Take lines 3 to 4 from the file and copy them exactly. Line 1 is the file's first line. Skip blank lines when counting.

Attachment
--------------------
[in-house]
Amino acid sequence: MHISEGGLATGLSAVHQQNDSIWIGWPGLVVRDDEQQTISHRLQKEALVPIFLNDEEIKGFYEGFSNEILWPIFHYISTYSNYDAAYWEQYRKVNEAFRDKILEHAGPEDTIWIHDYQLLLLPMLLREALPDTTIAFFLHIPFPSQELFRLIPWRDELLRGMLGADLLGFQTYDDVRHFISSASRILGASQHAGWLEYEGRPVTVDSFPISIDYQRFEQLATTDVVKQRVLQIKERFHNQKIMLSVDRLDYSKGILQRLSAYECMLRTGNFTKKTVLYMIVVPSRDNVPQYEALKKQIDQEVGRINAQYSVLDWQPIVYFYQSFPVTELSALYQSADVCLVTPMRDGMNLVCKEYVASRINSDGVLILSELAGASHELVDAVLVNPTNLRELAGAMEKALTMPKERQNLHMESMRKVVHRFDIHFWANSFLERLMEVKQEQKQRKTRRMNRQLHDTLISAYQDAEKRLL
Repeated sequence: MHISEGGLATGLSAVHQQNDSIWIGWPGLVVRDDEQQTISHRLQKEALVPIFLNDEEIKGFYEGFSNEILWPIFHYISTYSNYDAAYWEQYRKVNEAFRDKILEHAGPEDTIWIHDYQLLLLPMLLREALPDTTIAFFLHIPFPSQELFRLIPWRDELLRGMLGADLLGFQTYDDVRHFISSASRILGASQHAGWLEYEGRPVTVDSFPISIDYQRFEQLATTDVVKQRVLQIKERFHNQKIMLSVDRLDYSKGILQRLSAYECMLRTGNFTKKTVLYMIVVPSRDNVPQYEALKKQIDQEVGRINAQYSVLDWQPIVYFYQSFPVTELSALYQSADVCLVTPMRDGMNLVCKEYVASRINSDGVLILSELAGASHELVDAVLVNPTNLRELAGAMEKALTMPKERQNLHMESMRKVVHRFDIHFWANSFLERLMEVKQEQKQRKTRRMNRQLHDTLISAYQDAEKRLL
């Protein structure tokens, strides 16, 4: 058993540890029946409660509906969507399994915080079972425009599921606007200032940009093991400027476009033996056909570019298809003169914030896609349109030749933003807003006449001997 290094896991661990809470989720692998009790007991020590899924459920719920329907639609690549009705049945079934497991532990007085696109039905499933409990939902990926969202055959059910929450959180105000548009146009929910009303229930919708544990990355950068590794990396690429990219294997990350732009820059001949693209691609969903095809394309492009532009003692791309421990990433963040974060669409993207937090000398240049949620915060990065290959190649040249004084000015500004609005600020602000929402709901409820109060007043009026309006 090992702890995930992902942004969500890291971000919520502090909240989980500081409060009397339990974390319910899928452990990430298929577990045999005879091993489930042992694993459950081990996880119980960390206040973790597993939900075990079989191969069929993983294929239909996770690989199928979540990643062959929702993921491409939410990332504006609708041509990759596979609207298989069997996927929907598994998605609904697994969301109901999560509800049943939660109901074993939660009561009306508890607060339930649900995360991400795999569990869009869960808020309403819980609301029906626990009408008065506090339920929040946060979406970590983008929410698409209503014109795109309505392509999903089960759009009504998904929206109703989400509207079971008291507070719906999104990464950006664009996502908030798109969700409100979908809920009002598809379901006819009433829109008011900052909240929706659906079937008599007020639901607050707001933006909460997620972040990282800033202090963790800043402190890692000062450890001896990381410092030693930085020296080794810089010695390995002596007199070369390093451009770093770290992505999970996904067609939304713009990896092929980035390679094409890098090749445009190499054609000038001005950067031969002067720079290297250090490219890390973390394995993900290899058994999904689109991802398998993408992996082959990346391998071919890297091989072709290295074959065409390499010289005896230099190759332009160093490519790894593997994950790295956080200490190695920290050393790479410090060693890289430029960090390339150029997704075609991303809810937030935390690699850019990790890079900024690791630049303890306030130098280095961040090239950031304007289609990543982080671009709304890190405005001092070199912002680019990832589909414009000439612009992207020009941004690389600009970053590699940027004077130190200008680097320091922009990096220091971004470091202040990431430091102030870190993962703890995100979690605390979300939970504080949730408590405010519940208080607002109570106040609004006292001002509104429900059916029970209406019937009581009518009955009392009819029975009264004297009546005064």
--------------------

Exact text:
Repeated sequence: MHISEGGLATGLSAVHQQNDSIWIGWPGLVVRDDEQQTISHRLQKEALVPIFLNDEEIKGFYEGFSNEILWPIFHYISTYSNYDAAYWEQYRKVNEAFRDKILEHAGPEDTIWIHDYQLLLLPMLLREALPDTTIAFFLHIPFPSQELFRLIPWRDELLRGMLGADLLGFQTYDDVRHFISSASRILGASQHAGWLEYEGRPVTVDSFPISIDYQRFEQLATTDVVKQRVLQIKERFHNQKIMLSVDRLDYSKGILQRLSAYECMLRTGNFTKKTVLYMIVVPSRDNVPQYEALKKQIDQEVGRINAQYSVLDWQPIVYFYQSFPVTELSALYQSADVCLVTPMRDGMNLVCKEYVASRINSDGVLILSELAGASHELVDAVLVNPTNLRELAGAMEKALTMPKERQNLHMESMRKVVHRFDIHFWANSFLERLMEVKQEQKQRKTRRMNRQLHDTLISAYQDAEKRLL
């Protein structure tokens, strides 16, 4: 058993540890029946409660509906969507399994915080079972425009599921606007200032940009093991400027476009033996056909570019298809003169914030896609349109030749933003807003006449001997 290094896991661990809470989720692998009790007991020590899924459920719920329907639609690549009705049945079934497991532990007085696109039905499933409990939902990926969202055959059910929450959180105000548009146009929910009303229930919708544990990355950068590794990396690429990219294997990350732009820059001949693209691609969903095809394309492009532009003692791309421990990433963040974060669409993207937090000398240049949620915060990065290959190649040249004084000015500004609005600020602000929402709901409820109060007043009026309006 090992702890995930992902942004969500890291971000919520502090909240989980500081409060009397339990974390319910899928452990990430298929577990045999005879091993489930042992694993459950081990996880119980960390206040973790597993939900075990079989191969069929993983294929239909996770690989199928979540990643062959929702993921491409939410990332504006609708041509990759596979609207298989069997996927929907598994998605609904697994969301109901999560509800049943939660109901074993939660009561009306508890607060339930649900995360991400795999569990869009869960808020309403819980609301029906626990009408008065506090339920929040946060979406970590983008929410698409209503014109795109309505392509999903089960759009009504998904929206109703989400509207079971008291507070719906999104990464950006664009996502908030798109969700409100979908809920009002598809379901006819009433829109008011900052909240929706659906079937008599007020639901607050707001933006909460997620972040990282800033202090963790800043402190890692000062450890001896990381410092030693930085020296080794810089010695390995002596007199070369390093451009770093770290992505999970996904067609939304713009990896092929980035390679094409890098090749445009190499054609000038001005950067031969002067720079290297250090490219890390973390394995993900290899058994999904689109991802398998993408992996082959990346391998071919890297091989072709290295074959065409390499010289005896230099190759332009160093490519790894593997994950790295956080200490190695920290050393790479410090060693890289430029960090390339150029997704075609991303809810937030935390690699850019990790890079900024690791630049303890306030130098280095961040090239950031304007289609990543982080671009709304890190405005001092070199912002680019990832589909414009000439612009992207020009941004690389600009970053590699940027004077130190200008680097320091922009990096220091971004470091202040990431430091102030870190993962703890995100979690605390979300939970504080949730408590405010519940208080607002109570106040609004006292001002509104429900059916029970209406019937009581009518009955009392009819029975009264004297009546005064």